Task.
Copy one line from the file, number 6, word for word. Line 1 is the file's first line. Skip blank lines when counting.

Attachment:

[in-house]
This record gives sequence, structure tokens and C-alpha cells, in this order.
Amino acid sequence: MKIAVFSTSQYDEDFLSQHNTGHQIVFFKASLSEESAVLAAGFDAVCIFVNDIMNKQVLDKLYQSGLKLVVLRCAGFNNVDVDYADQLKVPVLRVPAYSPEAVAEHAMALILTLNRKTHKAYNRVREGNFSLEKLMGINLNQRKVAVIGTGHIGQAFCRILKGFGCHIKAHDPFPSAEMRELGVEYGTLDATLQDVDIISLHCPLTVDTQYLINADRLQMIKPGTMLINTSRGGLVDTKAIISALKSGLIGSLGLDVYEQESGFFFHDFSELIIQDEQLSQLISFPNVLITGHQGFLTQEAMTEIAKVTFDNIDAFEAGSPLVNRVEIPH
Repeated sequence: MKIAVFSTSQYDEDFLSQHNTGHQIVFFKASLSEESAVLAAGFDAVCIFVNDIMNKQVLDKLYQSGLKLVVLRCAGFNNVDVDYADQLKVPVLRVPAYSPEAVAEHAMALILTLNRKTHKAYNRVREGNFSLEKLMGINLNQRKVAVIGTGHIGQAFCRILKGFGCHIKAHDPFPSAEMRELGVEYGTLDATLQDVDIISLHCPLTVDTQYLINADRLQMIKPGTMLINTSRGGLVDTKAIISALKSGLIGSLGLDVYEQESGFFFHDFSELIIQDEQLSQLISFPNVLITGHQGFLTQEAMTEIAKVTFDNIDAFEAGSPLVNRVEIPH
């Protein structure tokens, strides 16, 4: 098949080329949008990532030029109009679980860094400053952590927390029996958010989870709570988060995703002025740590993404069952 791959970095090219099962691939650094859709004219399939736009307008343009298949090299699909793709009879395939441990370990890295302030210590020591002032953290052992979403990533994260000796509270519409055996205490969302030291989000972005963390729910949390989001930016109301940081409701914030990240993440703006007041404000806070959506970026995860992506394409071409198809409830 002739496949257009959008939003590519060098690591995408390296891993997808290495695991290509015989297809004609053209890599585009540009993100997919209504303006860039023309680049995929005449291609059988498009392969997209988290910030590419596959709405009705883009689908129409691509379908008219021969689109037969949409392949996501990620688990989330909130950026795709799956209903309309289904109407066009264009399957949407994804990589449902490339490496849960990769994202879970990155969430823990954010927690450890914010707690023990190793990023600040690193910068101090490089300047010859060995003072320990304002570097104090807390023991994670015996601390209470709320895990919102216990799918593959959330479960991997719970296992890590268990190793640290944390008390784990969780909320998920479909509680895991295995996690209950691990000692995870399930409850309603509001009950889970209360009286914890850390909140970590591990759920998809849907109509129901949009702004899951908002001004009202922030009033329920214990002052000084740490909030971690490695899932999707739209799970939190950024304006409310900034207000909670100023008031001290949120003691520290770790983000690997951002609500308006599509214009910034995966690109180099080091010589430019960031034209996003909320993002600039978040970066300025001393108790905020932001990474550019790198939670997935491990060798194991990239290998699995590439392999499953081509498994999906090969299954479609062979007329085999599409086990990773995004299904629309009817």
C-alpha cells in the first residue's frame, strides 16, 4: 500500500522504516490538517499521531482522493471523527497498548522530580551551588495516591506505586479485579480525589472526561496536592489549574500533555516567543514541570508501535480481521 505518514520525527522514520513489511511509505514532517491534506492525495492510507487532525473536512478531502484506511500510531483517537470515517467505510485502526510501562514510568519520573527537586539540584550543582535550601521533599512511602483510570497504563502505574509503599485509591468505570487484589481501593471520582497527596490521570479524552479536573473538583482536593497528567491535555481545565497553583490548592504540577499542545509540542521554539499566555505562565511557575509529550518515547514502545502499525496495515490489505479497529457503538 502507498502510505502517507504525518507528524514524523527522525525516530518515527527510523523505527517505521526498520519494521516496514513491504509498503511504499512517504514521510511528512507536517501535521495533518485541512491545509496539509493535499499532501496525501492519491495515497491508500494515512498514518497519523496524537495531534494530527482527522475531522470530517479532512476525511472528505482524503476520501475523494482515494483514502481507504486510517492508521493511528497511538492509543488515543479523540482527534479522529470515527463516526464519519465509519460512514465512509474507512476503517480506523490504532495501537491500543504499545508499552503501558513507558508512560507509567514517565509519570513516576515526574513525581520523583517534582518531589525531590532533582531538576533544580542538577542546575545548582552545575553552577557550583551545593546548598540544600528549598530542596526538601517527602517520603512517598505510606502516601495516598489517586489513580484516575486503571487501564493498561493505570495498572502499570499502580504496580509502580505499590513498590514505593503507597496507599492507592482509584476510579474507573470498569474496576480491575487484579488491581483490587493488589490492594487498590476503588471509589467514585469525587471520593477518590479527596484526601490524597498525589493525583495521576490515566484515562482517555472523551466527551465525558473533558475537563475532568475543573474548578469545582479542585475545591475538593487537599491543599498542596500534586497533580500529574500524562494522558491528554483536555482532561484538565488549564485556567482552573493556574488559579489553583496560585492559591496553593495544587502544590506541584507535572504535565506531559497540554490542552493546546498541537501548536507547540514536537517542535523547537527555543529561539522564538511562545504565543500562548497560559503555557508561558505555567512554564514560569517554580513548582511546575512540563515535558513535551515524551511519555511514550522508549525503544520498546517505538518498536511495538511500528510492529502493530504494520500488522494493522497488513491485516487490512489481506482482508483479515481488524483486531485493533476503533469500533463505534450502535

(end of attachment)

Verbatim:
C-alpha cells in the first residue's frame, strides 16, 4: 500500500522504516490538517499521531482522493471523527497498548522530580551551588495516591506505586479485579480525589472526561496536592489549574500533555516567543514541570508501535480481521 505518514520525527522514520513489511511509505514532517491534506492525495492510507487532525473536512478531502484506511500510531483517537470515517467505510485502526510501562514510568519520573527537586539540584550543582535550601521533599512511602483510570497504563502505574509503599485509591468505570487484589481501593471520582497527596490521570479524552479536573473538583482536593497528567491535555481545565497553583490548592504540577499542545509540542521554539499566555505562565511557575509529550518515547514502545502499525496495515490489505479497529457503538 502507498502510505502517507504525518507528524514524523527522525525516530518515527527510523523505527517505521526498520519494521516496514513491504509498503511504499512517504514521510511528512507536517501535521495533518485541512491545509496539509493535499499532501496525501492519491495515497491508500494515512498514518497519523496524537495531534494530527482527522475531522470530517479532512476525511472528505482524503476520501475523494482515494483514502481507504486510517492508521493511528497511538492509543488515543479523540482527534479522529470515527463516526464519519465509519460512514465512509474507512476503517480506523490504532495501537491500543504499545508499552503501558513507558508512560507509567514517565509519570513516576515526574513525581520523583517534582518531589525531590532533582531538576533544580542538577542546575545548582552545575553552577557550583551545593546548598540544600528549598530542596526538601517527602517520603512517598505510606502516601495516598489517586489513580484516575486503571487501564493498561493505570495498572502499570499502580504496580509502580505499590513498590514505593503507597496507599492507592482509584476510579474507573470498569474496576480491575487484579488491581483490587493488589490492594487498590476503588471509589467514585469525587471520593477518590479527596484526601490524597498525589493525583495521576490515566484515562482517555472523551466527551465525558473533558475537563475532568475543573474548578469545582479542585475545591475538593487537599491543599498542596500534586497533580500529574500524562494522558491528554483536555482532561484538565488549564485556567482552573493556574488559579489553583496560585492559591496553593495544587502544590506541584507535572504535565506531559497540554490542552493546546498541537501548536507547540514536537517542535523547537527555543529561539522564538511562545504565543500562548497560559503555557508561558505555567512554564514560569517554580513548582511546575512540563515535558513535551515524551511519555511514550522508549525503544520498546517505538518498536511495538511500528510492529502493530504494520500488522494493522497488513491485516487490512489481506482482508483479515481488524483486531485493533476503533469500533463505534450502535